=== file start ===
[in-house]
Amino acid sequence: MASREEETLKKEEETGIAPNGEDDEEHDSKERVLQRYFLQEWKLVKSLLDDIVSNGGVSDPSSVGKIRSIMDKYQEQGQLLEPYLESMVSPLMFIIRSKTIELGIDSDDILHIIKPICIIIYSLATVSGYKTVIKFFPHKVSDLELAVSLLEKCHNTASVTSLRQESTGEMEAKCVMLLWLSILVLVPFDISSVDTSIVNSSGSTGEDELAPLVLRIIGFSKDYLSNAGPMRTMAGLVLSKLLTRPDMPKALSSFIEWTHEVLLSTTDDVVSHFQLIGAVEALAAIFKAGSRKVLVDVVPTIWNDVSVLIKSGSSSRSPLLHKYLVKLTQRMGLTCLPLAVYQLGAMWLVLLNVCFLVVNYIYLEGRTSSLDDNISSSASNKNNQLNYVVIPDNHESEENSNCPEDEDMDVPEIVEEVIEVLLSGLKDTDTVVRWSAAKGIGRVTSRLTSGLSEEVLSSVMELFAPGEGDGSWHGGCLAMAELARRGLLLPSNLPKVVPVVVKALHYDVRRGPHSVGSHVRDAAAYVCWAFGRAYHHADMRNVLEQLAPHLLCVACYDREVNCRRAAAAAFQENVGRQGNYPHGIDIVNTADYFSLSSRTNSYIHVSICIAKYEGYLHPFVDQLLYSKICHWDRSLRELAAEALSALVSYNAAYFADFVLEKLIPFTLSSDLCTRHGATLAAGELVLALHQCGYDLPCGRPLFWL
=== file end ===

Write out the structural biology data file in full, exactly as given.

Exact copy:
[in-house]
Amino acid sequence: MASREEETLKKEEETGIAPNGEDDEEHDSKERVLQRYFLQEWKLVKSLLDDIVSNGGVSDPSSVGKIRSIMDKYQEQGQLLEPYLESMVSPLMFIIRSKTIELGIDSDDILHIIKPICIIIYSLATVSGYKTVIKFFPHKVSDLELAVSLLEKCHNTASVTSLRQESTGEMEAKCVMLLWLSILVLVPFDISSVDTSIVNSSGSTGEDELAPLVLRIIGFSKDYLSNAGPMRTMAGLVLSKLLTRPDMPKALSSFIEWTHEVLLSTTDDVVSHFQLIGAVEALAAIFKAGSRKVLVDVVPTIWNDVSVLIKSGSSSRSPLLHKYLVKLTQRMGLTCLPLAVYQLGAMWLVLLNVCFLVVNYIYLEGRTSSLDDNISSSASNKNNQLNYVVIPDNHESEENSNCPEDEDMDVPEIVEEVIEVLLSGLKDTDTVVRWSAAKGIGRVTSRLTSGLSEEVLSSVMELFAPGEGDGSWHGGCLAMAELARRGLLLPSNLPKVVPVVVKALHYDVRRGPHSVGSHVRDAAAYVCWAFGRAYHHADMRNVLEQLAPHLLCVACYDREVNCRRAAAAAFQENVGRQGNYPHGIDIVNTADYFSLSSRTNSYIHVSICIAKYEGYLHPFVDQLLYSKICHWDRSLRELAAEALSALVSYNAAYFADFVLEKLIPFTLSSDLCTRHGATLAAGELVLALHQCGYDLPCGRPLFWL